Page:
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Has information been lost to a black hole?

  1. Jan 21, 2016 #1
    I'd like to understand if and when information is ever actually lost in a black hole; specifically, I'd like to analyze the statement:

    Is there information, which existed in the past, that is theoretically unavailable to external observers today due to falling through the event horizon of a black hole?

    I'd like to restrict this thread to GR, and limit the discussion to the above specific statement and subject matter.

    I'm open to suggestions on how to analyze this question, but my thoughts are to follow. To the external observer an infalling object is never lost. He could continue to study such an object for all time, taking readings and measurements of the object, albeit from an asymptotically redshifted and time dilated view of it. The external observer could adjust his measurements to account for such redshifting and time dilation and record perfectly accurate data (with perfect instrumentation).

    Does this answer the question? There does seem to be a view in the community that reality contains some sort of a physical disconnect between what the observer sees and what has "really happened". How can we probe this? One thought I had was to launch a mirror towards the event horizon, and let the external observer watch his own clock in that mirror. It seems to me that if there is a point of last communication (from the perspective of the mirror) then there would be a terminating time T after which the external observer could no longer see his own clock. It seems plausible, if not completely convincing, that the observer could proclaim information has been lost at time T.

    From Reflections on Relativity:

    http://mathpages.com/rr/s7-03/7-03_files/image022.gif [Broken]

    If it's true that there exists no time T on an external clock which cannot be observed from that clock's location, after having been reflected on an infalling mirror, then I believe the answer to the question in this thread is no and information has never yet been lost to a theoretical event horizon. However it's supposedly a net redshifting of what the infalling mirror sees of the outside world when SR and GR effects are considered, and I don't believe that jibes with the Reflections on Relativity graph. The infalling worldline is finite and the book indicates that each point on that worldline has an extrapolated surface of simultaneity for all points on the external observer's infinite worldline. In order to fit an infinite number of points on to a finite length I don't see how a blueshifting is not required.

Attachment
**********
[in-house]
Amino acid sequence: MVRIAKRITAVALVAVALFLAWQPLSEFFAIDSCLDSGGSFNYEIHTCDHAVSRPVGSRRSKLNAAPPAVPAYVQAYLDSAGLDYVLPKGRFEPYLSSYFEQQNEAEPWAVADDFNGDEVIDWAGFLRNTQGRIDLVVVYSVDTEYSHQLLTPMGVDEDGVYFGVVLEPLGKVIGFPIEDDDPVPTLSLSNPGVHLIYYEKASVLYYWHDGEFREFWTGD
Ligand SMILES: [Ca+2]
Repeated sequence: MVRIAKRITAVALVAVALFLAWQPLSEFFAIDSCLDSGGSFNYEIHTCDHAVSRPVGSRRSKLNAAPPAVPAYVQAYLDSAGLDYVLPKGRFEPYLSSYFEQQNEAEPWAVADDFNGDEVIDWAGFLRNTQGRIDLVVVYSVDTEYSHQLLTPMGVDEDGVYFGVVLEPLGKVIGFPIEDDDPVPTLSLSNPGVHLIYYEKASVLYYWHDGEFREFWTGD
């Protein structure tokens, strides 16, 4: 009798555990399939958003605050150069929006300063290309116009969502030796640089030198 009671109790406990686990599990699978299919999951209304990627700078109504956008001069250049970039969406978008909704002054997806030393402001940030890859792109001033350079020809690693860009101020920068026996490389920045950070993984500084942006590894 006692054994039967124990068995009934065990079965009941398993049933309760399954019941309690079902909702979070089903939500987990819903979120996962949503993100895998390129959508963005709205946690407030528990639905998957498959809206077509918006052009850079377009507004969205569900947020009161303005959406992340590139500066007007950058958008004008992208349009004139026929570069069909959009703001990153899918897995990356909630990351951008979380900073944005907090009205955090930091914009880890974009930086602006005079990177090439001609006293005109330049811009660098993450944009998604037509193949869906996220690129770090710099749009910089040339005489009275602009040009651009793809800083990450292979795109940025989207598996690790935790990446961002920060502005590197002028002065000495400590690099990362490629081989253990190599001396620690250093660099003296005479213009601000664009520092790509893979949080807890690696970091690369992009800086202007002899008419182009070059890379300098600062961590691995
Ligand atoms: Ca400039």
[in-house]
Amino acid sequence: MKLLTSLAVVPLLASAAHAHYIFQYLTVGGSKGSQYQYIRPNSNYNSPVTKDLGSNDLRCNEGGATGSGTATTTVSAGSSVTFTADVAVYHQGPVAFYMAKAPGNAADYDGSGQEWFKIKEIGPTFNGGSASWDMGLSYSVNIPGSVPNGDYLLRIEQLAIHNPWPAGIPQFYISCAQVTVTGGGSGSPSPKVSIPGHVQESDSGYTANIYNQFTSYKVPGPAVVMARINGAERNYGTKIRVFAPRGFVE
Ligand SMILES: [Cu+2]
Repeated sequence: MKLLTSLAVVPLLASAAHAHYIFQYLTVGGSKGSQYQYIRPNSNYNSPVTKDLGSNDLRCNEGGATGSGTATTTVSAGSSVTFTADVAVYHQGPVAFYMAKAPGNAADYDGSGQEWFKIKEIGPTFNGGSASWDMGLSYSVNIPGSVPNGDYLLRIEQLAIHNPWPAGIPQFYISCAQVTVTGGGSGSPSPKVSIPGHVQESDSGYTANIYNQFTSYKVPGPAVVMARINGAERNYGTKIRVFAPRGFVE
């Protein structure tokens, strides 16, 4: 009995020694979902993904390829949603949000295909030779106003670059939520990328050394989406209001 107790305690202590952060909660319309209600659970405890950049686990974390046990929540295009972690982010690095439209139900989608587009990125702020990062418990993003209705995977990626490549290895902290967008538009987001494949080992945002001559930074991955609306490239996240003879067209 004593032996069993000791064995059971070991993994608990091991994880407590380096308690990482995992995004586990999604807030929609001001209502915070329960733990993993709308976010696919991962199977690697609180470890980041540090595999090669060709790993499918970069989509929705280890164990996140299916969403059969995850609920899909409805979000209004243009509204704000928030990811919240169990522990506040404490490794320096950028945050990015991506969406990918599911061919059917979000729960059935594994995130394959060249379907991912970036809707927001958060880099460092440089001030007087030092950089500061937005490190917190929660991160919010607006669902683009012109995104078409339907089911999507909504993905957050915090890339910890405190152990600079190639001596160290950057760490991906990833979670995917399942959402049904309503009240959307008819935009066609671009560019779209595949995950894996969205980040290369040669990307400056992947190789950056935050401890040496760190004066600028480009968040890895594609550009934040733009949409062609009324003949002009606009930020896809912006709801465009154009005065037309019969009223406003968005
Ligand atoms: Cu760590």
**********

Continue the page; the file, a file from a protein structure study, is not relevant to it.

So does anyone have the answer? What I'd really like is the calculation for "when" an external observer could no longer see himself in the infalling mirror.


    Last edited by a moderator: May 7, 2017
  2. jcsd
  3. Jan 21, 2016 #2
    I think you are right. There is no limit if you restrict yourself to GR.

    My guess is that the surface irregularities of the event horizon are due to other aspects of physics/mathematics. (Noether's theorem would seem to indicate a limit on redshift for example.) But you wanted a simpler model.

    BTW, in geometry, any non-zero line segment has an infinite number of points. It is not clear to me that a line segment of a given (or even infinite) length is big O to the number of points on the smallest segment (less the zero length segment of course). Thus a mapping should be possible. (I could be wrong though.)

    BTW, I'm not an expert
  4. Jan 21, 2016 #3
    Right, I don't have a problem with mapping infinite points on to a finite length, I have a problem "experiencing" that finite length as a worldline and not "experiencing" those infinite points as being necessarily, infinitely, blueshifted away from their original signal.
  5. Jan 21, 2016 #4


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    First, you need to consider what constitutes 'information', followed by what it means to be 'lost'. Can you deduce the last thing that passed through the mind a bug from the spatter on your windshield [other than 'crap!']? The black hole information paradox relies on too many poorly defined assumptions to be taken too seriously, IMO.
  6. Jan 21, 2016 #5
    This doesn't bother me so much. Losing information to chaos is radically different from losing information to physical laws.
  7. Jan 21, 2016 #6
    I know the energy of information depends on temperature. So if we redshift enough we will lose the information in the cosmic background radiation as the energy value drops below the signal to noise ratio (by a lot).

    Does that count as a physical law, or chaos? It seems both to me.
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